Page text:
Sunday, July 29, 2001

Debate over bridge colors isn't new

By Cindy Schroeder
The Cincinnati Enquirer

        COVINGTON — The recent hue and cry over what color to paint the Roebling Suspension Bridge is not the first time Greater Cincinnati bridge colors have been debated.

        In 1987, a group of University of Cincinnati students proposed a palette of rich colors for the bridges linking downtown Cincinnati and Northern Kentucky.

[photo] A drawing shows how color-coordinated bridge paintings would look facing the Cincinnati riverfront.
(UC College of Design, Architecture, Art & Planning)
| ZOOM |
        They also suggested adding lighting to each of the six bridges — not just the Roebling Suspension Bridge — and erecting welcoming signs at the ends of each structure.

        “Color in architecture is not a new concept. Throughout the ages, designers have used color to enhance structures from the elaborate mosaic patterns inherent in Islamic architecture to the bold use of color components in the Pompidou Center in Paris,” according to the study.

        Back then, Kentucky transportation officials — those responsible for maintaining the bridges spanning the Ohio River — were intrigued by the students' proposal, but they decided against a coordinated color scheme for the bridges, largely because of cost, said Charlie Meyers, chief district engineer for the state Department of Transportation's Northern Kentucky office.

        “I think they looked at it in the central office, but because of the expense, they didn't proceed,” Mr. Meyers said.

        In 1987, the cost of painting all six bridges was $6 million.

        Today, that's the estimated cost of painting the Suspension Bridge alone. The push to paint the Suspension Bridge “Wildcat” Blue, “Blah Beige,” Cincinnati Reds' Red, or Bengals' stripes can't be decided until the Kentucky General Assembly funds the Roebling painting, the Department of Transportation decided last week.

        That will leave the current color on the Roebling until at least 2002.        

Variety of schemes

    After researching everything from traffic patterns to weather conditions to the designs of the six bridges connecting Cincinnati to Northern Kentucky, the UC students created several color schemes with the help of computer graphics.
    (One of the structures, the Central Bridge, no longer exists, as it was demolished in 1992 to make way for the Taylor-Southgate Bridge linking Newport and downtown Cincinnati).
    The students' color suggestions included:
    • The Daniel Carter Beard Bridge — named for the Covington founder of the Boy Scouts of America — should be painted any color but yellow to dispel its nickname, “The Big Mac Bridge.” The students suggested painting the bridge deep blue with an orange bottom trim and undersides in keeping with the scouting colors.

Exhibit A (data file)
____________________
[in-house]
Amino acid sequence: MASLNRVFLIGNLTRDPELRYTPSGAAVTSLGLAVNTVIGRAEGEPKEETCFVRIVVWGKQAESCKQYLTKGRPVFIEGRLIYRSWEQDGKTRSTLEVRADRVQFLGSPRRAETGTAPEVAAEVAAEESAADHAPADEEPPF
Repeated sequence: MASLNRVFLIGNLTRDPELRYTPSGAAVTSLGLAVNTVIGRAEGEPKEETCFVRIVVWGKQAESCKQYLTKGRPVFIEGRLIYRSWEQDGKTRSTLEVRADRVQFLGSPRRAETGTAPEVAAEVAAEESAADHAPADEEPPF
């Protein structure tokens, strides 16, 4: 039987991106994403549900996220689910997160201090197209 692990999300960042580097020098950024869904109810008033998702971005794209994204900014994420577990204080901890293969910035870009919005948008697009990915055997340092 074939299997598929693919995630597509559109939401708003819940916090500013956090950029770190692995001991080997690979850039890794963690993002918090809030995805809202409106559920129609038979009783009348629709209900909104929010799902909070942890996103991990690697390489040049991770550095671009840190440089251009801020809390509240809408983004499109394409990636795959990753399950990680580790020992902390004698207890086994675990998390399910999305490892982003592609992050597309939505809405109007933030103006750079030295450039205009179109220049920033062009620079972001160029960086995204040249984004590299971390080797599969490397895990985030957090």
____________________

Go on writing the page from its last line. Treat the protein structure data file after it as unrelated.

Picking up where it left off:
“The massive open design of the structure will benefit from the heavy color and provide a strong image during cloudy days,” the students wrote.
    • The L&N Bridge should be a jazzy purple with cool teal to brighten up the eastern end of the bridge run. The students said the heavier double structure needed the lighter color to balance out the size and to create a visually exciting contrast with neighboring bridges.
    Alternative scheme: bright orange with cool teal bottom trim and undersides.
    • For the Clay Wade Bailey Bridge, a double bridge, the students recommended using the existing industrial gray and adding corporate burgundy and jazzy purple for bottom trim and undersides to complement the recommended colors of neighboring bridges.
    Alternative scheme: warm peach and corporate burgundy for bottom trim and undersides.
    • For the Brent Spence Bridge: The structural enclosure of the underpass should be a lighter color to promote a more relaxed passage. Proposed colors were cool teal, with bright orange for the bottom trim and undersides with the leading horizontal girders on the Kentucky side introducing the bicentennial palate of deep blue, metallic bronze, jazzy purple, corporate burgundy, cool teal, warm peach, bright orange and soft yellow.
    Alternative scheme: bright orange with bottom trim and underside in cool teal.
    • For the Roebling Suspension Bridge: The study recommended a metallic bronze paint, or a warm peach color with a metallic bronze bottom trim and undersides.